The Nashville Predators, Ottawa Senators and Colorado Avalanche combined to execute the biggest trade of the NHL season, and that deal could have a domino effect as the trade market adjusts.
Matt Duchene was one of the top players available until the Avalanche sent him to Ottawa. The Predators removed another name from the trade pool when they acquired Kyle Turris as part of the move.
General managers hoping to bolster their squads still have plenty of options, but adding Evander Kane, Gabriel Landeskog or Erik Gudbranson may prove easier said than done.
Evander KaneJeffrey T. Barnes/Associated Press
Before the 2017-18 season, the Sabres trading Kane would’ve seemed somewhat likely. He’s in the final year of his contract, and, more often than not, he hasn’t been worth the headaches he has caused on and off the ice.
However, Kane leads the Sabres with 16 points (nine goals, seven assists). His 0.94 points per game are a career high as well.
In an interview with TSN Radio 1290, TSN’s Darren Dreger reported Buffalo may not be in a hurry to offload the 26-year-old.
“My understanding is that he and Phil Housley, the coach now of the Sabres, have a pretty good bond developing there,” Dreger said. “They connected relatively early.”
Dreger added that “there’s going to be a ton of interest” in Kane and “calls are coming in” to the Sabres’ offices about the winger.
Were Kane a little older, then the Sabres should seriously consider moving him ahead of the trade deadline. But he’s in the prime of his career and should be able to help Buffalo for years to come.
The fact Kane will be an unrestricted free agent in the offseason adds some risk to the Sabres, who could potentially lose him and get nothing in return. Still, that’s a preferable route than trading him, even if the team continues to hover near the bottom of the Eastern Conference.
Gabriel LandeskogDavid Zalubowski/Associated Press
Speaking with TSN 1200 Ottawa, TSN’s Bob McKenzie (h/t Chris Nichols of FanRag Sports) said the Duchene trade came as little surprise. Not only was Duchene a valuable trade asset, he had also been looking for an exit.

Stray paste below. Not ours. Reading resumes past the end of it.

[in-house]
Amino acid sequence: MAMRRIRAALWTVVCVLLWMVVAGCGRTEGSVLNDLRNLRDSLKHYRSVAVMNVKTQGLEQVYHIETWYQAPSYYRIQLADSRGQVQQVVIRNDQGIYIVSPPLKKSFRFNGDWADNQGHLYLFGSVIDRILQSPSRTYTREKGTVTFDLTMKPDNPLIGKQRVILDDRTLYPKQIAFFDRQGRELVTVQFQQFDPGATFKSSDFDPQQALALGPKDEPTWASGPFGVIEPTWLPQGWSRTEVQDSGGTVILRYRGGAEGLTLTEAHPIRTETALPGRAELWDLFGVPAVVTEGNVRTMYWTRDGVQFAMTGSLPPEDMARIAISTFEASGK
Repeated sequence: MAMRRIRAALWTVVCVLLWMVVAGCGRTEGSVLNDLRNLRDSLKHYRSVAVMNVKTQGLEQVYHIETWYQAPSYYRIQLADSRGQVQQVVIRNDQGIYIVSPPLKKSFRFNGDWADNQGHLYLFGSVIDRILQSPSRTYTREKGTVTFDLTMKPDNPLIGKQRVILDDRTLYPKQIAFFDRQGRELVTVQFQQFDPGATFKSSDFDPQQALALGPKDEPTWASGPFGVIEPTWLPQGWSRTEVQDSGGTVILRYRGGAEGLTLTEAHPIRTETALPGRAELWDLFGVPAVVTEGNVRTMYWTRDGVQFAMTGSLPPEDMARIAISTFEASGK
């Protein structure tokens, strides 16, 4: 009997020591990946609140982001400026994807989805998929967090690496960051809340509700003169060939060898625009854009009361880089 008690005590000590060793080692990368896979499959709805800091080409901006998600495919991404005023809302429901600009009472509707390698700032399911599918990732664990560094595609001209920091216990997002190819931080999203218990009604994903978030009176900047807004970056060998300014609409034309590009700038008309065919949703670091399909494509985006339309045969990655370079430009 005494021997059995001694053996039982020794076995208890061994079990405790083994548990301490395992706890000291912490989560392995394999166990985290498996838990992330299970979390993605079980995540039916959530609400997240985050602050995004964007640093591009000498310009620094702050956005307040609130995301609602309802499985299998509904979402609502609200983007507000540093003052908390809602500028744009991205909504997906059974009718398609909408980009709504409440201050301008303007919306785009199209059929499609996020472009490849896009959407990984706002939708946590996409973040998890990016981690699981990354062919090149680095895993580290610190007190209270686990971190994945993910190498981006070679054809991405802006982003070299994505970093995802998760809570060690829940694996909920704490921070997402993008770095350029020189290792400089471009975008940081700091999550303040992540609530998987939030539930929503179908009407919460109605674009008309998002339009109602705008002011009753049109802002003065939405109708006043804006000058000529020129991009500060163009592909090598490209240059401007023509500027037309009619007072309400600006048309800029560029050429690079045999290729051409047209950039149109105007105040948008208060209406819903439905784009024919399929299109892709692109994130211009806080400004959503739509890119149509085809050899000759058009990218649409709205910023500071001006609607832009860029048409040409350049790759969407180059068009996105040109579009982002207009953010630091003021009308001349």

Landeskog, on the other hand, may not be agitating for a change of scenery, according to McKenzie:
“But in any case, Landeskog is a guy that’s never wanted out, but they felt like when things were going down the drain last year that those were two players that would have currency and would get them back some of the many things that they needed to make this team better. Now that they’re a more competitive team, I don’t know that they’d be as quick to move Landeskog. I think they’d listen on just about anybody. But I don’t think they have as burning a desire to shake things up as much as they did last year.”
A general manager wouldn’t be doing their job by issuing a blanket refusal of any trade offers for a player. With that said, it should take a massive return for Avs GM Joe Sakic to even consider trading Landeskog.
Landeskog has averaged 0.65 points per game, and he only turns 25 on Nov. 23. Most importantly, he’s signed through the 2020-21 season, with $18.5 million coming his way over the next three years.
Until the seven-year veteran is closer to approaching the end of his current deal, Colorado should consider him one of the more untouchable players on the roster.
Erik GudbransonMarcio Jose Sanchez/Associated Press
Outside of Vancouver, British Columbia, the overwhelming sentiment is that Erik Gudbranson’s days with the Vancouver Canucks should be numbered, according to the Province‘s Ben Kuzma: “The consistent clamour is that the Vancouver Canucks defenseman should have been dealt last summer or before the next trade deadline. And definitely before he enters the lucrative world of Blueliner Bingo—better known as unrestricted free agency.”
Of the three players listed, Gudbranson is easily the most likely to change teams.
The 25-year-old is an unrestricted free agent at the end of the season, and unlike Kane or Landeskog, he’s not an integral member of the Canucks lineup.
Kuzma wrote Gudbranson could be in a position to command $4 to $5 million on his next contract, which would be a big sum to pay a defenseman who’s on the team’s third line when everybody is healthy.
Another team may be willing to give up a solid asset or two for Gudbranson, in which case everybody could walk away a winner. The Canucks wouldn’t face a potential future in which Gudbranson walks away in free agency, Gudbranson would join a team where he might have a larger role and the team adding him would get a player who’s generally solid when he’s on the ice.